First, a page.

Another calculation that the committee was asked to provide in September was a budget for expenditures. They were given a sample budget to review, so working with the subcommittee chairmen, John Robinson was able to determine the amounts they would need. Historian Virginia Romney, for example, was expected to prepare several copies of her history, including a master copy: one for the cornerstone, another for the temple, copies for the Temple and Historical Departments at Church headquarters, and one for the Mexico North Area office. She needed to envision the layout and estimate how many pages of black-and-white copies (which she was allowed to make at the academy) and how many pages of color there would be. The Temple Department approved all these budgets later in the year.

To build interest and enthusiasm among the members, Mike Romney began publishing a newsletter called Temple Views. He published it once a month starting in October 1998. Printed in both Spanish and English, it offered news and editorials on the temple, reports of its progress, and explanations of its purpose.

When Meredith Romney was appointed temple president in January 1999, he was released as chairman of the ushers subcommittee, but he agreed to continue as an adviser. David Brown, future mission president and Area Seventy, of Colonia Juárez, was asked to step in and head this key committee.

The temple in Colonia Juárez even attracted national press attention. On February 21, Televisa, a nationwide television service from Mexico City, was on the site filming and taking pictures.

In January, Tom Coburn replaced Jack Purser in the Temple Department at Church headquarters as the local committee’s contact. During the next two months, John Robinson was in contact with him by telephone approximately twice each week going over details related to the upcoming events. The Church’s Public Affairs Department also provided many helpful insights and suggestions for the open house.

The Open House

Members of the Colonia Juárez and Colonia Dublán stakes welcomed 10,870 visitors to their temple open house held February 25–27, 1999. Members from throughout both stakes spent many hours helping to get the grounds and other areas of the temple ready for this event.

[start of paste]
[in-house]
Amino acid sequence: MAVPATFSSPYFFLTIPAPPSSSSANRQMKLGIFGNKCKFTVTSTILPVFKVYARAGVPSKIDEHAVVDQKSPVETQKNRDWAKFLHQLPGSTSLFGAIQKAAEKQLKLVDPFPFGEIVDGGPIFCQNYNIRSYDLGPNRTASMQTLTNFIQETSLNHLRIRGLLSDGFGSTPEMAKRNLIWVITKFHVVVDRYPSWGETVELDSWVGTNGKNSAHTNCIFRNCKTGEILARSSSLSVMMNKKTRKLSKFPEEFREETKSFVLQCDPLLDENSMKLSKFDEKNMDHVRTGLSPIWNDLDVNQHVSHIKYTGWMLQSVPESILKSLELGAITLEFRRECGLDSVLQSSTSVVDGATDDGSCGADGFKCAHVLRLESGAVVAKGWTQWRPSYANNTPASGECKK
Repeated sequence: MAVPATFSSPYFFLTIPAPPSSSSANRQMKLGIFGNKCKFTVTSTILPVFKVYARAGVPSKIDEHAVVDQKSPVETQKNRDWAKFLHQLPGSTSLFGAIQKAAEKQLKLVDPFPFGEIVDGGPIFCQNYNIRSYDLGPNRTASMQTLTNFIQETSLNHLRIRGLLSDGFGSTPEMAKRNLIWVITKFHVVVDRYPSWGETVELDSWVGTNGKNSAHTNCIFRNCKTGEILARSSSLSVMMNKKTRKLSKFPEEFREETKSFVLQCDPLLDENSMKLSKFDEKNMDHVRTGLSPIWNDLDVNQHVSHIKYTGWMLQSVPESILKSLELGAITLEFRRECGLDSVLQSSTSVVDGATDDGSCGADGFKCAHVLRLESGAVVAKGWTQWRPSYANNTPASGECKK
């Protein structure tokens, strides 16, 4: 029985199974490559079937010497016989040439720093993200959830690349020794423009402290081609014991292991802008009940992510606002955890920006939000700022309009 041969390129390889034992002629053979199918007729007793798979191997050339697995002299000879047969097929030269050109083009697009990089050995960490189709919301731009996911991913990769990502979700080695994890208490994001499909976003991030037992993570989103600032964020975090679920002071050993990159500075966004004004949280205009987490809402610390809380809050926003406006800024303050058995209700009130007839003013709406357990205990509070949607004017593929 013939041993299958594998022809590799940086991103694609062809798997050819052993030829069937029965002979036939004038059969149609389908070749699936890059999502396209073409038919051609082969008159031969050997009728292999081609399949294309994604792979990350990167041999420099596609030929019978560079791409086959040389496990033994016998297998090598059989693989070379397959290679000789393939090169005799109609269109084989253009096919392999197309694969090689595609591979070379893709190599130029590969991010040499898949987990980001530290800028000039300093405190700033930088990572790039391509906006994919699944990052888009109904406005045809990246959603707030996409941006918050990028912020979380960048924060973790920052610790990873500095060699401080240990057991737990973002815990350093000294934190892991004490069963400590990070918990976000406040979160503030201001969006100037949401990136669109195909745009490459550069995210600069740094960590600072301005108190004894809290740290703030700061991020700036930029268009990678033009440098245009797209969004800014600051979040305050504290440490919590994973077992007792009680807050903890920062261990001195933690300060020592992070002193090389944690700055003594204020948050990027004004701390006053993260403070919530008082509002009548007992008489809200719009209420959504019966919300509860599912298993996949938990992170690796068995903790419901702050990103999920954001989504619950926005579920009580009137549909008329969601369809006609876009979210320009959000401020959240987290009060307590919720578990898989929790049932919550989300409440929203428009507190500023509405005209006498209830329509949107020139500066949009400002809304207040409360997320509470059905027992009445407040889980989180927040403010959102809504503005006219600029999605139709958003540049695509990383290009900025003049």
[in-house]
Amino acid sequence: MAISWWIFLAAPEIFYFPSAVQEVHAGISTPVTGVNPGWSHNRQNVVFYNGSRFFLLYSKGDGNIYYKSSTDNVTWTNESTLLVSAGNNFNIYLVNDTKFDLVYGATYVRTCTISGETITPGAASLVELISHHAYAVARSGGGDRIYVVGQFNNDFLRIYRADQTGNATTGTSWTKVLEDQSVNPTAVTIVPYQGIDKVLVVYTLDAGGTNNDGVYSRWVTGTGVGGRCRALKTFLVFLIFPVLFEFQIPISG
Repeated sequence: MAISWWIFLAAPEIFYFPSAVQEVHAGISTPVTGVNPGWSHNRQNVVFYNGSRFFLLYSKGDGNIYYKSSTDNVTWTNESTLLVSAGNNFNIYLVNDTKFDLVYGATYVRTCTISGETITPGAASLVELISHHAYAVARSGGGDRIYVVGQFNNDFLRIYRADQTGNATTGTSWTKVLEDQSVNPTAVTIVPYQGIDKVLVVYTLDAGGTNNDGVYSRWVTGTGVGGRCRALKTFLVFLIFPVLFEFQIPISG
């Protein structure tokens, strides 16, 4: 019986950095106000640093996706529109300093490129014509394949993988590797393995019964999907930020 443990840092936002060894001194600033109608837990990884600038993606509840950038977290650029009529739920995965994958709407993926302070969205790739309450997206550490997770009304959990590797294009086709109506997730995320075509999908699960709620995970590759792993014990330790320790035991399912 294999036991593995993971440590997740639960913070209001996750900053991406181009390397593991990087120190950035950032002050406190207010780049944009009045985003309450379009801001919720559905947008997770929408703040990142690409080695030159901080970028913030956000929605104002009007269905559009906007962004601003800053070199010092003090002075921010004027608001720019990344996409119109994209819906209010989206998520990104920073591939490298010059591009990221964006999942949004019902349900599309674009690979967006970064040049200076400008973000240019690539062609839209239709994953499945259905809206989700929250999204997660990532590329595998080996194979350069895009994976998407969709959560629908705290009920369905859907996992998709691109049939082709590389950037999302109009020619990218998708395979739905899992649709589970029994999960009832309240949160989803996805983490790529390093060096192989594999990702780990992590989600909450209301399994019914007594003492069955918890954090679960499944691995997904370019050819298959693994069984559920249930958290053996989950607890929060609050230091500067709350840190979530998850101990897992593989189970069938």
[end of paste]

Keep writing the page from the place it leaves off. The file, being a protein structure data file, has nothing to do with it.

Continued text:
Adequate publicity was essential to the open house’s success. Mike Romney contacted the media to arrange for coverage. As a result, newspapers in Ciudad Juárez, Nuevo Casas Grandes, and Chihuahua City carried a color insert featuring pictures of the new temple plus articles on the purposes of temples and the history of the Church.

A Ciudad Juárez television station broadcast four different Church videos twice, all at prime time. Despite opposition from some local clergy, the extensive coverage gave a favorable impression of the temple and the Church.

Church members also played a key role in getting the word out to friends of other faiths in the area. They helped them understand what a temple is. Many invited their neighbors of other faiths to family home evenings to talk about families and temples. Even children in the Colonia Dublán Stake invited their friends to the temple open house.

Elder Eran Call and his wife, Kay, hosted a special VIP reception and tours on Thursday, February 25. In a press conference held beforehand, President Call spoke to representatives from local newspapers and radio stations. He explained the importance of temples in members’ lives and what they needed to do to become worthy to attend the temple. He briefly discussed the fundamental differences between Latter-day Saint temples and chapels. He also expressed appreciation for what the colonists had done to get the temple and grounds ready. “You are to be commended,” he said. He then made the following formal statement:

What a thrill a few days ago to drive down the dugway into Colonia Juárez at dusk, and see the almost-completed temple which appeared as a “jewel on a hill.” My wife and I remembered the dedicatory prayer which I had offered at the groundbreaking in which those same words, “a jewel on a hill,” had been expressed. Tears of joy came to our eyes. . . .

As we walked through the temple last night, I was in awe by the beauty of every room, especially the celestial and sealing rooms. Certainly it is true what President Hinckley has said, “These small temples will be built with the finest materials and as beautiful as we can make them.” Certainly this is the case with this beautiful temple. All of us are so thrilled with its beauty, both inside and out.

The most beautiful part of the temple is yet to come. When worthy Saints, dressed in white, symbolic of purity and worthiness, enter the temple to do vicarious work for those who have passed on, they sanctify themselves in selfless service for others. That is the great beauty of the temple. What happens inside is the living evidence of our belief that men and women, children of God, are eternal. The real test of how much we love the temple and the Lord is demonstrated by how frequently we attend.[4]